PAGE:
Something we have no control over (yet) could wipe us all out in a matter of seconds with absolutely no warning. It could happen while you’re sleeping, or even while you’re reading this very article. Sounds a bit sensationalistic, but it’s absolutely true. Let us take a look at the ways the universe can cause the end of the world as we know it.

10 – Asteroid Impact
This one is pretty self-explanatory. A giant rock smashes into earth causing varying effects based on size. A small one wouldn’t end life on earth, but could certainly put an end to modern life in the unlucky country it landed in. If it struck water, the tsunamis would be devastating to all coasts. A medium sized strike would could cause a nuclear winter. This would eventually destroy a huge percentage of life and only the most hearty creatures would live due to starvation. A very large asteroid impact would could turn the crust of the earth into magma. All life dies. This is a complete global killer.
 9 – Solar Flare
 This one isn’t as deadly, as the effects are more long term but a large enough solar flare could destroy our ozone layer. A world without an ozone layer wouldn’t be a place where life could thrive. It would be unshielded against cosmic rays, suns dangerous UV rays etc. Most life that exists now would eventually die off due to exposure if the Earth didn’t have such a shield.

8 – Black Hole
  This might be the most interesting way for the world to end. Though, very unlikely. It is estimated that there are over a million black holes in our galaxy alone. Black holes are very tough to see for obvious reasons. Scientists use a few indirect methods of looking for them — the effect of gravity on nearby objects and gravitational lensing of stars as they pass in front of them. We would only likely have a couple months warning if one was passing through our solar system.
Though, rather then being gobbled up by the black hole, a more likely scenario is that its gravity would disrupt the orbit of the planets, asteroids and even Earth. Thus causing objects to collide with the Earth at a rate similar to when the Earth was formed.
7 – Supernovae
I’d place my money on this one as the odds are probably the highest for being Earth’s killer. A supernova is the explosion of a dying star. It happens once every 100 years or so in our galaxy. Most of the time, they’re generally far away. But there have been some close ones in record history. While none are close enough to blow our planet up ala Hollywood-style, a close enough supernova can destroy our ozone layer and send deadly radiation pouring down onto our planet. One such star is Betelgeuse. Only 600 light years away. It’s a red giant at the end of it’s life, and it has been unusually active lately.
5 – Alien Attack
  Stephen Hawking recently said “If aliens visit us, the outcome would be much as when Columbus landed in America, which didn’t turn out well for the Native Americans,” he said. “We only have to look at ourselves to see how intelligent life might develop into something we wouldn’t want to meet.”
According to Dr. Hawking, he believes aliens would likely be hostile, looking to either colonize earth or mine its resources. That wouldn’t be the only problem. Just as in giving aliens viruses could harm them, they could also do the same to us. And they likely did their homework.

4 – Death of the Sun
  This one will certainly happen, but we have a couple billion years to go. Death by sun is pretty straight forward. As the sun ages, it will get bigger. Once it gets to a certain point, Earths oceans will boil away and our planet will be burn to a crisp. Better put on your sunblock SPF 2 million.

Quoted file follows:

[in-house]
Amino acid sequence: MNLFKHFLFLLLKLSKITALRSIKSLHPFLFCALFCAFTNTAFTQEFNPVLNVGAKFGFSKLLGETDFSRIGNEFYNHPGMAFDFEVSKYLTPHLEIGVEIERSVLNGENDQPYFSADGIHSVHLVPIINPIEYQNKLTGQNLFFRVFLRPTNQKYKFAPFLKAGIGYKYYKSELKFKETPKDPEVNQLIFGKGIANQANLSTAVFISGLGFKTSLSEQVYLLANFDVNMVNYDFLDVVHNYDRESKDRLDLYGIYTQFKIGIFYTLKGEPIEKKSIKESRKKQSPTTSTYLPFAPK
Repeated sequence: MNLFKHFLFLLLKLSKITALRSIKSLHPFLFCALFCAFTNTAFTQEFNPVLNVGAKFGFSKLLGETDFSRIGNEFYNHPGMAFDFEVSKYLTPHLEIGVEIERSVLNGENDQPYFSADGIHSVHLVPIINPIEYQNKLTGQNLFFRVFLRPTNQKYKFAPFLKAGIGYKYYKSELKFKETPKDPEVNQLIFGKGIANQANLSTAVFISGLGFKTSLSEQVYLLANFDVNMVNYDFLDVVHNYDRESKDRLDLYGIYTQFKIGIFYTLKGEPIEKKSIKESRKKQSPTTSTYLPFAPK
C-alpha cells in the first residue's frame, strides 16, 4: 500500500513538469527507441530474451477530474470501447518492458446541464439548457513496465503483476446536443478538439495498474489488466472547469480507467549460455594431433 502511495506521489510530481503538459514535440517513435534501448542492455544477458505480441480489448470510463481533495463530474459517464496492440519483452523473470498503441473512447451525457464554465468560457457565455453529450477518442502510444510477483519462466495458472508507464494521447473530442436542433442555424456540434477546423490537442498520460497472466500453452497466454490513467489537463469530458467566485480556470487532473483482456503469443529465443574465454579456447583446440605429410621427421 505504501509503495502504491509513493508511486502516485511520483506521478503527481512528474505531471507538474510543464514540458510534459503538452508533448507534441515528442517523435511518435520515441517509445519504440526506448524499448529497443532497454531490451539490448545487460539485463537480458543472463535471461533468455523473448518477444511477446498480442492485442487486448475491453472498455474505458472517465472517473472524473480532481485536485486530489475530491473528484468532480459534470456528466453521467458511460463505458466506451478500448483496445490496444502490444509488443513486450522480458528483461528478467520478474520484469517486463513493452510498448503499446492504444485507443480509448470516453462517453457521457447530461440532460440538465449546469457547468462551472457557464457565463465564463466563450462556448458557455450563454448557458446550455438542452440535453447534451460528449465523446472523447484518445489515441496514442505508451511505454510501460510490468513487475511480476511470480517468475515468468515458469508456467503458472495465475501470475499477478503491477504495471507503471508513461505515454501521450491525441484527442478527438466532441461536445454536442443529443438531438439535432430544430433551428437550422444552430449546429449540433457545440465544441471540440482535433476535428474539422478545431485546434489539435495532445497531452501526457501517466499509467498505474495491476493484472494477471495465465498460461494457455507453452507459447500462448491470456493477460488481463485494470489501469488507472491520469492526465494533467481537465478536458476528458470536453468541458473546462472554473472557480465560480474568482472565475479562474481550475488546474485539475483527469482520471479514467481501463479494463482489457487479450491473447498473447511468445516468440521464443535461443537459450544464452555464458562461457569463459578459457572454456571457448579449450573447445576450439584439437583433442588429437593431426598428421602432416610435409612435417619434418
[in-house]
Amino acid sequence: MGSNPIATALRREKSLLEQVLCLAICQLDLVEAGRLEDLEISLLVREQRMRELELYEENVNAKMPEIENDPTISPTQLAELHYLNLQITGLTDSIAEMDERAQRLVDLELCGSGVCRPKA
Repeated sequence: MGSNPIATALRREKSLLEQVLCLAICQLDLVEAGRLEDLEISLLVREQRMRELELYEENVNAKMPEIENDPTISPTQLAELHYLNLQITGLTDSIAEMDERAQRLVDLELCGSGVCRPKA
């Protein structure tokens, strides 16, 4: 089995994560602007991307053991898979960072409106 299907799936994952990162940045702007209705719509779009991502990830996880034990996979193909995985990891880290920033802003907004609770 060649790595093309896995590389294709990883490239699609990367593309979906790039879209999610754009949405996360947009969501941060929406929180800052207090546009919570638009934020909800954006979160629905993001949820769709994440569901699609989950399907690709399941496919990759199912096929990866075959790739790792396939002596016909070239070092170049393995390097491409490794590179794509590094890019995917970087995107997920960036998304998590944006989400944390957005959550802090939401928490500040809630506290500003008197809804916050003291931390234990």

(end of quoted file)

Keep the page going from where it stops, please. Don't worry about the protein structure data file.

3 – Galactic Collision
  This one will also happen for certain. Andromeda, a neighboring galaxy, is on a collision course with the Milky way and expected to merge with it in 3-5 billion years time. There are a few outcomes of this collision regarding Earth. The first is that if we’re on one side when it happens, we will likely get caught in the torrent — stuck in a merger of the two dense centers. This puts Earth right in the middle of two merging super-massive black holes. If we’re on the opposite side when it happens, it will be relatively peaceful and we’ll have one helluva view in our night sky. There is also the possibility that the gravity could fling us completely out of our galaxy hurtling deep into intergalactic space.
 2 – The Big Rip
 There is a mysterious force operating in the universe called “dark energy.” If that sounds scary, it’s because astrophysicists like to come up with scary names for things that are actually code for “We have no idea what this is.”
This energy is causing the expansion of the universe. It is also causing the expansion to speed up. If it continues to speed up, it will cause galaxies to fly apart due to gravity being weaker than the dark energy. It would be like placing marbles on a merry-go-round then spinning it. Shortly after, solar systems would fly apart, then planets, then molecules and then finally, even atoms and subatomic particles would be annihilated. Luckily this might not, and wouldn’t happen for billions upon billions of years.

1 – The Big Freeze
 Also known as the Heat Death. This is what happens when the universe runs out of energy. The entropy of the universe continuously increases until it reaches a maximum value. The moment that happens, heat in the system will be evenly distributed, allowing no room for usable energy (or heat) to exist. Basically, every star runs out of fuel and even black holes eventually evaporate away. Luckily this won’t happen for trillions upon trillions of years. The number is so staggeringly high, it’s tough for our minds to comprehend it.


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